Managing inheritance tax
Like many other taxes, inheritance tax (or IHT) allowances have been frozen. This sounds generous of the chancellor at a time when the government is strapped for cash. But it actually means that we are paying more. Data from HMRC has revealed that Inheritance tax collected between April 2022 and February 2023 totalled £6.4bn, which is £900m higher than the same period last year.
The rise is actually due to the frozen tax-free allowance for inheritance tax (also known as the nil-rate band) – coupled with the rocketing rise of house prices.
It’s estimated 10,000 more families could end up paying IHT, while the Treasury could receive nearly £8 billion a year over the next few years.
How can you reduce your inheritance tax bill?
When you die, your estate is valued, and this value is subject to inheritance tax (IHT). Generally, any excess over the nil-rate band (currently £325,000) is chargeable to inheritance tax at 40%. But there are ways to reduce your inheritance tax bill.
- Give it away
The easiest way to pass your wealth onto your loved ones without paying tax is simply to give it to them.
- You can give up to £3,000 to loved ones each tax year without it becoming liable for IHT. If you didn’t use the allowance last year, you can combine it and pass on £6,000.
- Gifts of £5,000 to children for a wedding are also protected from IHT; grandchildren can have up to £2,500.
If you die within seven years of making a larger gift, IHT will be payable. There’s a sliding scale. Die three to four years after giving, the IHT rate lowers to 32%. At six to seven years it falls to 8%.
There is another way to give. Donate at least 10% of your estate to charity and get a 4% discount on your IHT rate for the rest of your estate, lowering it from 40% to 36%.
- Put it in a pension
Your pension, depending on the type of pension plan you hold, if it is kept invested could be used to pass on wealth as it is usually excluded from your estate for IHT purposes. Nominate beneficiaries for your pension should you pass away before you receive it, and IHT isn’t normally payable.
If you die after the age of 75 your beneficiaries will need to pay income tax on the money they take out.
- Invest it (carefully)
Making the right kind of investments might help you avoid IHT. An individual savings account (ISA) can’t help. ISAs are exempt from income tax and capital gains tax, but they form part of your estate for IHT.
There could be other solutions such as with Alternative Investment Market (AIM) holdings.
The companies listed on AIM tend to be smaller and more highly speculative in nature, in part due to AIM’s relaxed regulations and listing requirements. However, Investing in AIM companies tends to be high risk investing and is not a route most people should consider. You should seek independent financial advice before considering investing in this market, remembering that, when investing, your capital is at risk and you could lose some or all of your investment.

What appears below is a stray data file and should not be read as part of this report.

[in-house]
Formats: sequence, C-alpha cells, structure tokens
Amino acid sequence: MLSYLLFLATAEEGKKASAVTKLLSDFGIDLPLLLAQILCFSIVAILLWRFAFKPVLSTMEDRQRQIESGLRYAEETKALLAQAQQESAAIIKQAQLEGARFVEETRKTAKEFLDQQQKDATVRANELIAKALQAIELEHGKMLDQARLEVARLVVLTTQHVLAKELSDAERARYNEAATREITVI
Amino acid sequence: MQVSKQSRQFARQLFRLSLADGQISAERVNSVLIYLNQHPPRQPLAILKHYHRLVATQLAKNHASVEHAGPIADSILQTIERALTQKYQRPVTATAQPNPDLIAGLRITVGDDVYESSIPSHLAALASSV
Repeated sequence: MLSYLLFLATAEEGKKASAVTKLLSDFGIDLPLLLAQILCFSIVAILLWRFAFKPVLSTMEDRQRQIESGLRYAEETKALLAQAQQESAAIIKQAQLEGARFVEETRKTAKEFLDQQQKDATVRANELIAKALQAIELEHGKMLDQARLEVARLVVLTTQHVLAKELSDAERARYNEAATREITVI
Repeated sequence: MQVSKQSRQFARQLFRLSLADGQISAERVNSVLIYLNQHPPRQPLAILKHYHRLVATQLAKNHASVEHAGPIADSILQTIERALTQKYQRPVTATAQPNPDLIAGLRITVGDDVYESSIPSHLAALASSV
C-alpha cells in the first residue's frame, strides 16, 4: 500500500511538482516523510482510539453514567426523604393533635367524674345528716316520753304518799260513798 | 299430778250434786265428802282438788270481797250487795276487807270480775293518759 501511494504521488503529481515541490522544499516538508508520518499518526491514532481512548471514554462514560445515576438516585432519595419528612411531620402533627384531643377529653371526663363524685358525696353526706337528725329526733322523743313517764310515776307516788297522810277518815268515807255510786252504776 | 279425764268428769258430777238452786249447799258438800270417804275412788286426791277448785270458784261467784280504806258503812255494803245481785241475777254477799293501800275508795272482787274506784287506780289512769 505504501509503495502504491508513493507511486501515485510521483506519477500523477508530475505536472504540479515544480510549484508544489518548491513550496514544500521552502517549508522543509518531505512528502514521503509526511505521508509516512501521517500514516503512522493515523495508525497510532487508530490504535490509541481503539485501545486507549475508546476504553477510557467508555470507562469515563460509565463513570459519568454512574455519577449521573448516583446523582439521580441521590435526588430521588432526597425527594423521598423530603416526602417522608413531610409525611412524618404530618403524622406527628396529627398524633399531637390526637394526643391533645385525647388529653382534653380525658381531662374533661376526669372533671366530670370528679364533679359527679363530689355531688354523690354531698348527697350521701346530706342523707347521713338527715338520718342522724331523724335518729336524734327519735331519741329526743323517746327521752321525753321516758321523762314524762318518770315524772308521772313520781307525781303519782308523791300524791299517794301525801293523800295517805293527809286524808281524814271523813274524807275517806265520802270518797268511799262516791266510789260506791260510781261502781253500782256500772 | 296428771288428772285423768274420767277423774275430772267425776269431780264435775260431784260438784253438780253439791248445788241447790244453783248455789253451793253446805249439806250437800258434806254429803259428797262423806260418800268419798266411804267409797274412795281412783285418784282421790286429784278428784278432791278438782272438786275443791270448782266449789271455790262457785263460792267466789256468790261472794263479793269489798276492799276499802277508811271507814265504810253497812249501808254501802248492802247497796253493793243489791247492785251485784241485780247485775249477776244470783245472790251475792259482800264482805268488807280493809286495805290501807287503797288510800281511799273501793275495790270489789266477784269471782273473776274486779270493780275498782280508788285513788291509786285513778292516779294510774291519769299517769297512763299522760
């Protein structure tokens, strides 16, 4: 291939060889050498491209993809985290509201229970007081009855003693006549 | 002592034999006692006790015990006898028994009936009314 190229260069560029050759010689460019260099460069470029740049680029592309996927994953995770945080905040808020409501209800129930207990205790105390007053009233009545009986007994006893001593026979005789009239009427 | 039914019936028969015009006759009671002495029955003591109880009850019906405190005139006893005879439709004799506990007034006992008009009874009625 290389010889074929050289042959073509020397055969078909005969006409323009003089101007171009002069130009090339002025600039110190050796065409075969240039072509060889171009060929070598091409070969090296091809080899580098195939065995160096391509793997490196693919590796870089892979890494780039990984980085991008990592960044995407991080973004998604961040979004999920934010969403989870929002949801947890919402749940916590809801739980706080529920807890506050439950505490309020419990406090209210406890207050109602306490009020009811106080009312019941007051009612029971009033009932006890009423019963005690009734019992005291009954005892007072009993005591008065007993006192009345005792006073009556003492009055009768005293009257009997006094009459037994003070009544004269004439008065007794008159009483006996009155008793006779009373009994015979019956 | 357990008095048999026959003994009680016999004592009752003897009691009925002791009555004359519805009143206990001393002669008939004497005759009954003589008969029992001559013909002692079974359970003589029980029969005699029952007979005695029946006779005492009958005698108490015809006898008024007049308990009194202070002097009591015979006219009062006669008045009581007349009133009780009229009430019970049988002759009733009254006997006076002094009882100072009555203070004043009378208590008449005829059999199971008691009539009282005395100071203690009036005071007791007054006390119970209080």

- Put it in trust
Setting up a trust to hold your assets could keep them out of your estate, and out of the taxman’s reach – but the position has become more complicated in recent years, and it might not always be suitable. They may still have their uses. The trustee can control the assets, rather than them being passed onto the beneficiaries right away. This might help if your beneficiaries are not known for financial prudence or are young children. You should seek Independent financial/legal advice before establishing a trust.
- Insure it
You can take out a whole of life insurance policy large enough to mitigate some or all of your IHT liability. You may need to regularly review the level of cover if your estate increases in value as the original sum assured may not cover the whole IHT liability. Alternatively, you may choose a plan where the cover increases with inflation. Whichever option is chosen, have it written in trust. Your beneficiaries won’t struggle with a huge inheritance tax bill when you die, but while you are alive you will be paying monthly premiums.
- Get some help
Expert advice can be vital to help work out the total value of an estate, calculate how much inheritance tax is likely to charged and understand what options are available to manage that tax bill. Advice on writing up a will to be tax efficient is also essential.
Please talk to us about any tax related questions you may have and if you need a financial adviser see: Choosing a financial adviser | MoneyHelper
Payroll And Corporation tax
Giving Shares to Employees
Where companies give shares to employees in the company or group that they work for they will generally be taxed on the difference between the market value of those shares and the amount paid, if any. The transaction also needs to be reported to HMRC by 7 July following the end of the tax year. HMRC provide a template to enable employers to report the transaction online:
Considerations around whether employers need to operate PAYE and whether national insurance contributions are payable depends upon whether the shares are ‘readily convertible assets’. Broadly, this would be where there are trading arrangements in place to quickly sell the shares.
It is generally more tax efficient for the employee if the company awards them shares under a tax-advantaged share incentive scheme such as under the Enterprise Management Incentive (EMI) scheme or a Share Incentive Plan (SIP).
Contact us if you would like more information about these schemes.
Corporation Tax relief for Employee Share Acquisitions
Provided certain conditions are satisfied, the employing company will obtain a corporation tax deduction when employees acquire shares in the company or group that they work for, whether they acquire the shares directly or under a share option agreement. The amount of the deduction is the difference between the market value of the shares and the amount paid by the employee and will often mirror the amount taxed on the employee. This is a statutory deduction and will be available irrespective of whether there is a deduction for the transaction in the company’s profit and loss account.
Awarding shares to employees is a complex area so please contact us before you consider such arrangements.